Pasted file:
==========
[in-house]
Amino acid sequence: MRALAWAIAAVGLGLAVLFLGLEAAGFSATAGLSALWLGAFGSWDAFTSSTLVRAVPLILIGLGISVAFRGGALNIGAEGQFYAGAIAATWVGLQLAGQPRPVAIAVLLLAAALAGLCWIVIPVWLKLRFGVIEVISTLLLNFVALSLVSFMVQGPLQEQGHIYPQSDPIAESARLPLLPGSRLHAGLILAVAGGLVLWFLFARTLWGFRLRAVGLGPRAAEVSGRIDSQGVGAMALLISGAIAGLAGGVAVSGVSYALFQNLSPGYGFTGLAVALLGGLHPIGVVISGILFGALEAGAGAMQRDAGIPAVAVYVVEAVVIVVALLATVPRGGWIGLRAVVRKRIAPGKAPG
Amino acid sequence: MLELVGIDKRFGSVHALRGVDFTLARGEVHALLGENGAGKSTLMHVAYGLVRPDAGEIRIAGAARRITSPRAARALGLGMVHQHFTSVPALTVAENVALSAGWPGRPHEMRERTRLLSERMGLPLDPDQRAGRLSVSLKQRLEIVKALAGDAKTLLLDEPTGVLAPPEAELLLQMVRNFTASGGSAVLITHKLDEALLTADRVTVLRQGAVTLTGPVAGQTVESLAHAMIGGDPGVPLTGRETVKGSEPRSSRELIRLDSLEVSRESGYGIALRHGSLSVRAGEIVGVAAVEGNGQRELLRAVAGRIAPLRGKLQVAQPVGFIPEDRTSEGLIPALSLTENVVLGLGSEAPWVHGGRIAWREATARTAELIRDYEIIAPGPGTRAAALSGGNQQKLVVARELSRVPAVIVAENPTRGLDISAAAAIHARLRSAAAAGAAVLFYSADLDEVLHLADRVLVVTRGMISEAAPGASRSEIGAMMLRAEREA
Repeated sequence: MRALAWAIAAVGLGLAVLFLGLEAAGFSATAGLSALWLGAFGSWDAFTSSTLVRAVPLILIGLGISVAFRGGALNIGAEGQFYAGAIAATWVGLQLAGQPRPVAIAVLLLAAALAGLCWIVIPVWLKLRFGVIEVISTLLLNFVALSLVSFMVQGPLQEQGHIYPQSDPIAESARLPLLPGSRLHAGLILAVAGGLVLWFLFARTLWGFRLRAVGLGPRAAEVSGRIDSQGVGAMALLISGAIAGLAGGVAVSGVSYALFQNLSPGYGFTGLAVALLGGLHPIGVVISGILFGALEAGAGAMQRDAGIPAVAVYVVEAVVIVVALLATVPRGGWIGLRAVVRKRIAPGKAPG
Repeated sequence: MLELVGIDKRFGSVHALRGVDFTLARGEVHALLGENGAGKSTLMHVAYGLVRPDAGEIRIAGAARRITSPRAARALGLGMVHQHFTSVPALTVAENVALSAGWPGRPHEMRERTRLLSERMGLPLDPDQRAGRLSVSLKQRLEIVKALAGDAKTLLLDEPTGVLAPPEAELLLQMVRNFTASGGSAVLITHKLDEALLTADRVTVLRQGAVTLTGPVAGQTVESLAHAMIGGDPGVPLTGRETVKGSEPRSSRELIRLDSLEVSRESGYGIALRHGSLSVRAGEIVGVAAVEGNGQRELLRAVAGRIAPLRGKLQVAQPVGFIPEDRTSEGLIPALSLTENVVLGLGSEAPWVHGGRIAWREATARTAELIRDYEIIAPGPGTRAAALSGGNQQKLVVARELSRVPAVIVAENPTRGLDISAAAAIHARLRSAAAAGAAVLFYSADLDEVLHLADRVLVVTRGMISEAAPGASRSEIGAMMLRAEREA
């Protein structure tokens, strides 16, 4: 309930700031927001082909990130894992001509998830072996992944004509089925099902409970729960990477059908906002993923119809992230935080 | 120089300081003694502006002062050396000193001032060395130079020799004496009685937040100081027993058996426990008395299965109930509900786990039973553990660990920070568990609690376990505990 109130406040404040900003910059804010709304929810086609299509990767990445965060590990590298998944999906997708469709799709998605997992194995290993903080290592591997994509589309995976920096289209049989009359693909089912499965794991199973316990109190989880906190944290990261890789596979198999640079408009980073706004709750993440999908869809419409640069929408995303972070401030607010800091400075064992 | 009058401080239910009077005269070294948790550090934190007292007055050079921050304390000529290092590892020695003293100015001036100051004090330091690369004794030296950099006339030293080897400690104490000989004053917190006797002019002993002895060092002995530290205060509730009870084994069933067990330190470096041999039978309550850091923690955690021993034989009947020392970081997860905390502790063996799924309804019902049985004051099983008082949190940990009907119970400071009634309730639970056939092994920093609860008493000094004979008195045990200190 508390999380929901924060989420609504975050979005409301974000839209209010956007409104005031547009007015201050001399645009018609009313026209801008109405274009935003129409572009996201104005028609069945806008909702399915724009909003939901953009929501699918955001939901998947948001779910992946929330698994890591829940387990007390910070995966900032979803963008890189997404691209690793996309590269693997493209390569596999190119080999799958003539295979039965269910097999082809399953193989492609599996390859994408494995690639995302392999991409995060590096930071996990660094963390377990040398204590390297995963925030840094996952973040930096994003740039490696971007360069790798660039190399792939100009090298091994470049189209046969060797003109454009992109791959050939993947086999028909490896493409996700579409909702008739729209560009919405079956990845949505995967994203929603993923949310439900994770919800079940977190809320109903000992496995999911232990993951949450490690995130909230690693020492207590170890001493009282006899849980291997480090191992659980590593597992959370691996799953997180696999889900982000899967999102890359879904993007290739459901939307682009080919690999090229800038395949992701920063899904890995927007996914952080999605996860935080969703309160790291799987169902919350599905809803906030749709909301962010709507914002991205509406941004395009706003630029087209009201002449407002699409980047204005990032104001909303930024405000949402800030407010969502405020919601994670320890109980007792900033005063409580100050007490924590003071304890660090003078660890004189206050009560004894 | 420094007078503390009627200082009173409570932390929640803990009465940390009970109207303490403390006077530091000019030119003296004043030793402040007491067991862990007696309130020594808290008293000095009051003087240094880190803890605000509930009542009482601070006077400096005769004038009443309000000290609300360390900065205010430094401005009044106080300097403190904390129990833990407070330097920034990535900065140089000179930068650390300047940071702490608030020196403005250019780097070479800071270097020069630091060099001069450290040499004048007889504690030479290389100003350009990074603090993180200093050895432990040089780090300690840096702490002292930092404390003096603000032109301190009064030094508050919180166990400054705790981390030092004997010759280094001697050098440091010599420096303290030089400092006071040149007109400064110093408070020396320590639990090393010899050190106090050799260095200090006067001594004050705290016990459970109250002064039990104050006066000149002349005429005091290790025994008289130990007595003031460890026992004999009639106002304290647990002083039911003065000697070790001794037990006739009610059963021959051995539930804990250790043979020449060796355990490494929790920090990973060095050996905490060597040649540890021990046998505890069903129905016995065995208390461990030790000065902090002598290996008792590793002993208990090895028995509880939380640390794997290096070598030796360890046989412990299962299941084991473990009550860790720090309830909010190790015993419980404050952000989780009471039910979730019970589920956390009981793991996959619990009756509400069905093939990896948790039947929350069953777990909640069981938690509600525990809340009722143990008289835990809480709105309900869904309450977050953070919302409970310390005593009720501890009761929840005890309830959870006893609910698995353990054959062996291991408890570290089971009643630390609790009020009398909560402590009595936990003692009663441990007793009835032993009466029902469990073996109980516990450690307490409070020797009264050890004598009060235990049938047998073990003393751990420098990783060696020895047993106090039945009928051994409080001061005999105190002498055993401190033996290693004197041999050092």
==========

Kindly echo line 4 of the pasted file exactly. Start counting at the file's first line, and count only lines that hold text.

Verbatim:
Repeated sequence: MRALAWAIAAVGLGLAVLFLGLEAAGFSATAGLSALWLGAFGSWDAFTSSTLVRAVPLILIGLGISVAFRGGALNIGAEGQFYAGAIAATWVGLQLAGQPRPVAIAVLLLAAALAGLCWIVIPVWLKLRFGVIEVISTLLLNFVALSLVSFMVQGPLQEQGHIYPQSDPIAESARLPLLPGSRLHAGLILAVAGGLVLWFLFARTLWGFRLRAVGLGPRAAEVSGRIDSQGVGAMALLISGAIAGLAGGVAVSGVSYALFQNLSPGYGFTGLAVALLGGLHPIGVVISGILFGALEAGAGAMQRDAGIPAVAVYVVEAVVIVVALLATVPRGGWIGLRAVVRKRIAPGKAPG